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Formed in tha 1850s, the Muckleshoot Tribe is a group whose members are the descendants of Northwestern North American aboriginal groups, such as the Skopamish, Smulkamish, Stkamish, Tkwakwamish, and Yilalkoamish. The Duwamish, Snoqualmie, Tulalip, and Suquamish groups were gradually incorporated into the tribe starting in the 1860s. These groups are part of the Pacific Northwest Coast Salish peoples. Coast Salish peoples, prior to European settlers arriving, were primarily fishing communities, with some groups augmenting their food supply by hunting. The Muckleshoot Tribe now resides on the Muckleshoot Reservation, located in the United States, in Washington state.
The population of the Muckleshoot Tribe is the largest of any other aboriginal group in Washington state. It has about 3,300 members who reside on or near the reservation. The reservation was set up in accordance with the treaties of Point Elliott and Medicine Creek. The native groups initially fought relocation to the vastly smaller area given to them by the treaties, but were forced to give in. The groups who settled there gradually took on the name of their new home, Muckleshoot.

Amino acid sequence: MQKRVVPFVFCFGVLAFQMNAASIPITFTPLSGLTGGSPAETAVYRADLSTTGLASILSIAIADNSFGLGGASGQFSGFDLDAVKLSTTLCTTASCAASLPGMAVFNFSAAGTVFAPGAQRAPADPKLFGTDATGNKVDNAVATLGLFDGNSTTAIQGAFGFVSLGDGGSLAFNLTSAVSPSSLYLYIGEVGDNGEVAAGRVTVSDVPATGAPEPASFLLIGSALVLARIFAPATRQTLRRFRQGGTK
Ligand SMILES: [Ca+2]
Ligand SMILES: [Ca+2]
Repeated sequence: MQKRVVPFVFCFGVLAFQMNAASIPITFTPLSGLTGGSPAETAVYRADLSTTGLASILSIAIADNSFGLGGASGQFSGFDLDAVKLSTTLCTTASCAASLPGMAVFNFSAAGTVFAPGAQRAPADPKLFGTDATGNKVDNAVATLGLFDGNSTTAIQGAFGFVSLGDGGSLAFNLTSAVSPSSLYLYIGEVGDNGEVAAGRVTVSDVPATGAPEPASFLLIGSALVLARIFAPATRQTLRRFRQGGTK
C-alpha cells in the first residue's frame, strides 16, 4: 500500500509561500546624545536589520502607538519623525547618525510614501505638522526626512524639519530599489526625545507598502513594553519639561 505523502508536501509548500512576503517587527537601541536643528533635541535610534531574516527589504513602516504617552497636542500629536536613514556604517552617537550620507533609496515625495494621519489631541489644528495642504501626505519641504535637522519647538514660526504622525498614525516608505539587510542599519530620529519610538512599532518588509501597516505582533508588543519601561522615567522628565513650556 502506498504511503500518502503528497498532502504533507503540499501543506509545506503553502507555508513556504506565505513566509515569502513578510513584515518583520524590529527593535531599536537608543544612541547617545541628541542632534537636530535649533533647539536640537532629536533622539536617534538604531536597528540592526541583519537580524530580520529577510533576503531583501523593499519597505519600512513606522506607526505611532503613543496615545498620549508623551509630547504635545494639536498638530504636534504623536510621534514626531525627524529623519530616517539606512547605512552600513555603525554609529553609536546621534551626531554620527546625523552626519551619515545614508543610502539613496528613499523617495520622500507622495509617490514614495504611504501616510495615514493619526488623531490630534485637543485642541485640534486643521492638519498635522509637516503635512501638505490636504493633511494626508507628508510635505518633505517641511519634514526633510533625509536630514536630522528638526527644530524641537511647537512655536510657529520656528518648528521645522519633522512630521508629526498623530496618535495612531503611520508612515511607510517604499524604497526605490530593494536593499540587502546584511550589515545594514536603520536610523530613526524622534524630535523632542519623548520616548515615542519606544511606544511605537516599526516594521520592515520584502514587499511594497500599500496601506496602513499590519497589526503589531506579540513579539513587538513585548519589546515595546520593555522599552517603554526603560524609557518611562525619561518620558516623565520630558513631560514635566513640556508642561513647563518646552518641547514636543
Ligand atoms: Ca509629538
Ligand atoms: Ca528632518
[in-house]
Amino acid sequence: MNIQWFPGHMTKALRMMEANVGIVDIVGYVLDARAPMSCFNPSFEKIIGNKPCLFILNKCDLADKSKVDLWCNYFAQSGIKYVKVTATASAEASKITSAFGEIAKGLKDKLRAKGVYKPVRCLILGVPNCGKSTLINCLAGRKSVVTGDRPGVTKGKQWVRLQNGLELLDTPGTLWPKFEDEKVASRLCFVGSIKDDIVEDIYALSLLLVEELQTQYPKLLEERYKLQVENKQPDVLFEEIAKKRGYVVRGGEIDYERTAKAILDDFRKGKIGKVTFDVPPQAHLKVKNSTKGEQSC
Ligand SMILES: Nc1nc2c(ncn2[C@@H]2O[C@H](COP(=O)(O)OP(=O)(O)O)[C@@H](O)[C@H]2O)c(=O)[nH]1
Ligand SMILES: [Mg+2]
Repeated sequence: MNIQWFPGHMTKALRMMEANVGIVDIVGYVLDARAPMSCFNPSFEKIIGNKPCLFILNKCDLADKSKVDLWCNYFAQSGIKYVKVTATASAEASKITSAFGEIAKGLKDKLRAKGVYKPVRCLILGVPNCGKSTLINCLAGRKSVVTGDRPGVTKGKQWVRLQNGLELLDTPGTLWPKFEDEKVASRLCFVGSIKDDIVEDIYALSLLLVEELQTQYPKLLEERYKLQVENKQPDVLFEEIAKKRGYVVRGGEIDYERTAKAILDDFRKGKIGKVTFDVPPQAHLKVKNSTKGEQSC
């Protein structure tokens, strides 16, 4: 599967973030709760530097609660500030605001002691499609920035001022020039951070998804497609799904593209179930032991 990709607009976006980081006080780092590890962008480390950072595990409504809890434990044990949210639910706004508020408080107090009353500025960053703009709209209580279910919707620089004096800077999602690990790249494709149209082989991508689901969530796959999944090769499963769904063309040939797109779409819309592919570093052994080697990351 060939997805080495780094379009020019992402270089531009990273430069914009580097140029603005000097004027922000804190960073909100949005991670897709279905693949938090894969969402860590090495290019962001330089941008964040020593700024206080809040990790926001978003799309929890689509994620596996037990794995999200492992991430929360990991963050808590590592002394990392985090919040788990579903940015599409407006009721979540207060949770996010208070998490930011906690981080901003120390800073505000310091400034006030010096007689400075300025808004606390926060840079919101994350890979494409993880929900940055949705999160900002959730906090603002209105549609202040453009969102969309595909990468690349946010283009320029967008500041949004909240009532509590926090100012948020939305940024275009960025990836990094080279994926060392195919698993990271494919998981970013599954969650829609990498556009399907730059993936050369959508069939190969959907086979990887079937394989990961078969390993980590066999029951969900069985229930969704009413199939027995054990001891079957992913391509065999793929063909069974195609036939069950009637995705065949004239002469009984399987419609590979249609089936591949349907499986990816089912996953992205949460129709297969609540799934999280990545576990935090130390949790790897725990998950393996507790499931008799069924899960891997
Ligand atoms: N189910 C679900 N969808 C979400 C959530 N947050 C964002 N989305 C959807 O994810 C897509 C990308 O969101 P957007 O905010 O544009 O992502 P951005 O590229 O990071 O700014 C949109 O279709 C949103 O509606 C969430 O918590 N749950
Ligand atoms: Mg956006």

In 1936, the Muckleshoot Tribe drafted their constitution. As a federally recognized tribal government, they are allowed to govern themselves. The constitution stipulates that the tribe will be run by a nine-person council. Its membership rotates every three years. This council answers to the General Council, which includes all members of the tribe.
The group refers to themselves as the people of the salmon because of the importance of the fish in their culture. The groups of the Pacific Northwest depended on salmon to sustain their communities and cultivated methods for preserving the fish for future consumption, like smoking and salt curing. Surpluses from their salmon stores were often traded for other commodities with neighboring people. Each year, they celebrate the First Salmon Ceremony, which marks the start of each fishing season.
In the 1960s and 1970s, the Muckleshoot Tribe came into conflict with the fishermen of Washington because it felt the salmon runs were being threatened and wanted to protect them. The tribe’s protests have come to be known as the Fish Wars, and the U.S. Federal government conceded to it's pressure and issued the Boldt Decision in 1974. The Boldt Decision stated that the tribe had the right to protect its ability to harvest salmon, even in areas not on their reservation.
The tribe decided to take advantage of it's close proximity to the city of Seattle and built a casino in 1995. The casino helps support the tribe by helping it to purchase surrounding lands so that it can expand the borders of the reservation. The proceeds also allow the group to create a solid education system to ensure the survival of it's culture.